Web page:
Silverman says the electric-powered machines are the most popular of General Pipe Cleaners’ jetters. 

“Our big advantage is we’re able to maintain the same pressure and flow rate whether the pulse is on or off,” Silverman says. “In a small jet you don’t have as much pressure or flow, so you really need help to get the hose around the bends. The pulsation of the hose helps it vibrate and overcome the friction in the line and puts the hose farther down the line.” 

Ready to tackle bigger jobs and clean longer lines? Check out these trailer- and truck-mounted waterjetting powerhouses: 

  • The Performance line of trailer-mounted jetter/pressure washer combo units from Amazing Machinery is designed for easy trailering, and the large water supply tank allows technicians to jet anywhere.
  • The O’Brien 7000-T hydrojetter from Hi-Vac Corporation includes all of the features of the O’Brien 7000 series trailer jetter but is designed for true truck-mounted applications. 
  • The Easement Machine heavy-duty, all-terrain rubber-tracked power carrier from KWMI Manufacturing is used in conjunction with a high-pressure hydraulic sewer cleaner. Its maneuverability allows access to easements, ravines, wooded areas, wetland areas and more.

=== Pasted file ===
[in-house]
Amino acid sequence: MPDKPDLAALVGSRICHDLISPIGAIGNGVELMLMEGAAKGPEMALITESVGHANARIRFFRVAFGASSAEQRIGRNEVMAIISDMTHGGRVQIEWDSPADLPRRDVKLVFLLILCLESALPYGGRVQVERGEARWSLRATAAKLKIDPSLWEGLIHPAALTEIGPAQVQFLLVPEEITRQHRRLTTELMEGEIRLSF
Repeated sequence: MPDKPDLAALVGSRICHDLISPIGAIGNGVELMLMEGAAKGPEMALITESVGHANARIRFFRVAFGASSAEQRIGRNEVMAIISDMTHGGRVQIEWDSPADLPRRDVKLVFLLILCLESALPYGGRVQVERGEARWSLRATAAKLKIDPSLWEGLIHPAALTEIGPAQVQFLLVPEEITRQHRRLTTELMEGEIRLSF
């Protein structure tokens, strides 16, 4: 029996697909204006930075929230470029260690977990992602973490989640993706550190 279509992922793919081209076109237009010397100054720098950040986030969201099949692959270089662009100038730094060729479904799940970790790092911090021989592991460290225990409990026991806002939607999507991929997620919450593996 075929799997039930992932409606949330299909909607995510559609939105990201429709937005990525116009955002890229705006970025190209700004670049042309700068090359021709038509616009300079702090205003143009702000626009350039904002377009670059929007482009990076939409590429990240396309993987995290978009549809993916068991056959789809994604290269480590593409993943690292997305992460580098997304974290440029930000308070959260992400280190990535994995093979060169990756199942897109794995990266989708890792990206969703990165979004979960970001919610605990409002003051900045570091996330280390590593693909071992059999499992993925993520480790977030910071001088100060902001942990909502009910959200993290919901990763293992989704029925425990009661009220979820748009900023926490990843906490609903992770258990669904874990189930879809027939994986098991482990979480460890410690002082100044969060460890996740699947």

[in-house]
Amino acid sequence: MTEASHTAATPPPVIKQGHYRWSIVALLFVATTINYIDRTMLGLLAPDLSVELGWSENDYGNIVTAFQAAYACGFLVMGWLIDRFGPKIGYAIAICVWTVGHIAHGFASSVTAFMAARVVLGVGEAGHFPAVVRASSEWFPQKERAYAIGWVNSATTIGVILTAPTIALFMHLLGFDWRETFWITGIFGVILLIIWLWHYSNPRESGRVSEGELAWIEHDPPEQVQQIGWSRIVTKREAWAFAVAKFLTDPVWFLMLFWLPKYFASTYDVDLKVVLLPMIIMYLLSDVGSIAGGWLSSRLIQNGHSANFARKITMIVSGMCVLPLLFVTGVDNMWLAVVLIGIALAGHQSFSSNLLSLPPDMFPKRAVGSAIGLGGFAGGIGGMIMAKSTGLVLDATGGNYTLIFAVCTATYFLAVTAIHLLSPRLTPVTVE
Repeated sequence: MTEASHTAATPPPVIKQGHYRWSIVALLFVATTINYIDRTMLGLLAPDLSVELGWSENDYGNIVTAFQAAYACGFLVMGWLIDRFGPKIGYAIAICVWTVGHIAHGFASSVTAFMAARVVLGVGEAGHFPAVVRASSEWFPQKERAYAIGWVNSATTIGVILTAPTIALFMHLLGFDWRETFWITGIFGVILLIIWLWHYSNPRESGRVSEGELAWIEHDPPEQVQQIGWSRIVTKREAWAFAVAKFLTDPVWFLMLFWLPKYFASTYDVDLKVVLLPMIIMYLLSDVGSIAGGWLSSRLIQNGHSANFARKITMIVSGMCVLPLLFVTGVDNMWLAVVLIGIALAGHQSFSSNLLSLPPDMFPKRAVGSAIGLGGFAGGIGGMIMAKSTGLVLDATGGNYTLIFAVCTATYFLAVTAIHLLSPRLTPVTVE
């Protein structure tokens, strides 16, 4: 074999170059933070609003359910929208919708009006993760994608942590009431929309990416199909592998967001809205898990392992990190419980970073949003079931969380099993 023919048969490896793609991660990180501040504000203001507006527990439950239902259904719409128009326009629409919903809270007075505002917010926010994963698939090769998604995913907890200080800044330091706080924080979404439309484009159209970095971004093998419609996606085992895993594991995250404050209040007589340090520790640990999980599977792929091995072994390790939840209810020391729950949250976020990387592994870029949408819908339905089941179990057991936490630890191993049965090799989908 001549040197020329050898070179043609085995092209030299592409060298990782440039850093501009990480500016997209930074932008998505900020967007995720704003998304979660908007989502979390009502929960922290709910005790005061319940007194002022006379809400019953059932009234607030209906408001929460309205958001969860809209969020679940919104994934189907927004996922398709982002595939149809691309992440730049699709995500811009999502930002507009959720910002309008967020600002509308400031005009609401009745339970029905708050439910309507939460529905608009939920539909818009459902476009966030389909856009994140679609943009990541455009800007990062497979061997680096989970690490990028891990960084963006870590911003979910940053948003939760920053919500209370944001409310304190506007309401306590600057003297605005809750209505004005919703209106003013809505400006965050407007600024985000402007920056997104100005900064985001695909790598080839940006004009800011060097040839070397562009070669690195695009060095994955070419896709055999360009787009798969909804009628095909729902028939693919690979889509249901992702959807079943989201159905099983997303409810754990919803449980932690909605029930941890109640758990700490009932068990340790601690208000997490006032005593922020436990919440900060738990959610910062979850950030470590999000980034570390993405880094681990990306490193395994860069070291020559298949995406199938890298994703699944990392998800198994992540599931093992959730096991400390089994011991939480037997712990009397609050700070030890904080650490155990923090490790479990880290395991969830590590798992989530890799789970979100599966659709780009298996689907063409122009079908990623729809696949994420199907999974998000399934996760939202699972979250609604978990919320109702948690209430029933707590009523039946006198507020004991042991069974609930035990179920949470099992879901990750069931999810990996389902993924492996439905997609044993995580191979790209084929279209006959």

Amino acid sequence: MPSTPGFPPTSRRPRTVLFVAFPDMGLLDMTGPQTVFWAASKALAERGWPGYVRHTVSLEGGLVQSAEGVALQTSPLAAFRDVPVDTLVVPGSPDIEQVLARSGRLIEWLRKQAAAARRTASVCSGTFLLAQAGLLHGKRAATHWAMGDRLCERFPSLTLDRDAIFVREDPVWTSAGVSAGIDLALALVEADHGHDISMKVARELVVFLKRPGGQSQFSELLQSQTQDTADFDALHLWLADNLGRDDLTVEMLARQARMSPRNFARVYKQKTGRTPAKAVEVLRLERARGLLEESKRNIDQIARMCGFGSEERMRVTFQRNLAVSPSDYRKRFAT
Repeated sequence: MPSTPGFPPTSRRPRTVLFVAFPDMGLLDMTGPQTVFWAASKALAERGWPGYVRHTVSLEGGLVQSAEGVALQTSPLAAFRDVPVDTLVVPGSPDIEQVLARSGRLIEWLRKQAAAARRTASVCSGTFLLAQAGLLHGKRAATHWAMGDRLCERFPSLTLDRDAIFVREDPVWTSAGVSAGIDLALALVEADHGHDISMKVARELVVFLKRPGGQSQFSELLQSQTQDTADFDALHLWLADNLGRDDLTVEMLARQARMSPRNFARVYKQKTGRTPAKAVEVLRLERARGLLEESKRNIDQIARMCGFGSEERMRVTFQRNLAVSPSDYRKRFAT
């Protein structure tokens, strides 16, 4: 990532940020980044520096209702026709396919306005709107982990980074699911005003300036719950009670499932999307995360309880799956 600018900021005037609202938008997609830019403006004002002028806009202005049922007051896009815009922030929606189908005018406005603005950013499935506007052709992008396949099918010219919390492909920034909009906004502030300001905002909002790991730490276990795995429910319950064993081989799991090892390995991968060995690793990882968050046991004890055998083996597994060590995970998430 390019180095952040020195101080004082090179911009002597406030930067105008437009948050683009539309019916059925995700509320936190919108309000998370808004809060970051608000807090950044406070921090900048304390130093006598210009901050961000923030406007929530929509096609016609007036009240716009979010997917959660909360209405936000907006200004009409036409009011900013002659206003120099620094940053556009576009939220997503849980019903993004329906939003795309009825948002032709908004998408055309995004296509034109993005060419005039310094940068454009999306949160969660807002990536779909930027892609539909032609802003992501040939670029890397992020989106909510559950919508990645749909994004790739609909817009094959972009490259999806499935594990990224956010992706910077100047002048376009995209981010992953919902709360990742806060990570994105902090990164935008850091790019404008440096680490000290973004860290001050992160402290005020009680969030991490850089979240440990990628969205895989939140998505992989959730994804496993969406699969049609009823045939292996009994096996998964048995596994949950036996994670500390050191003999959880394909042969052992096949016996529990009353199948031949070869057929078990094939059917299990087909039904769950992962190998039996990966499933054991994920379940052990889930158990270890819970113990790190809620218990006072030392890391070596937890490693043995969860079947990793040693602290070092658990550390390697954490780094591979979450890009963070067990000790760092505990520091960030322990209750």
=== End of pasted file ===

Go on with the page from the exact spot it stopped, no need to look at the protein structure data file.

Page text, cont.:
• The Model 184 jetter from Mongoose Jetters has a tubular steel frame, corrosion-resistant pre-painted sub assemblies, state-of-the-art controls, a heavy-duty hose reel, high-quality diesel engine and a run dry pump.
  • The compact Soldier hydrojetter from Spartan Tool has pressures up to 3,000 psi at 12 gpm. It comes with noise-dampening engine shrouding on the 27 hp gas engine, a complete antifreeze system and 200-gallon water tank, and can clean up to 15-inch lines. 
  • The truck-mounted Ramjet from Vactor Manufacturing uses a Jet Rodder water pump to break up blockages and flush out debris in sanitary lines. Armed with up to 2,500 gallons of water in a stainless steel tank, it delivers flows of 60 to 100 gpm at 2,000 or 2,500 psi. 

For complete product listings and manufacturer contact information, visit www.cleaner.com/product-focus/2014/08/august_2014.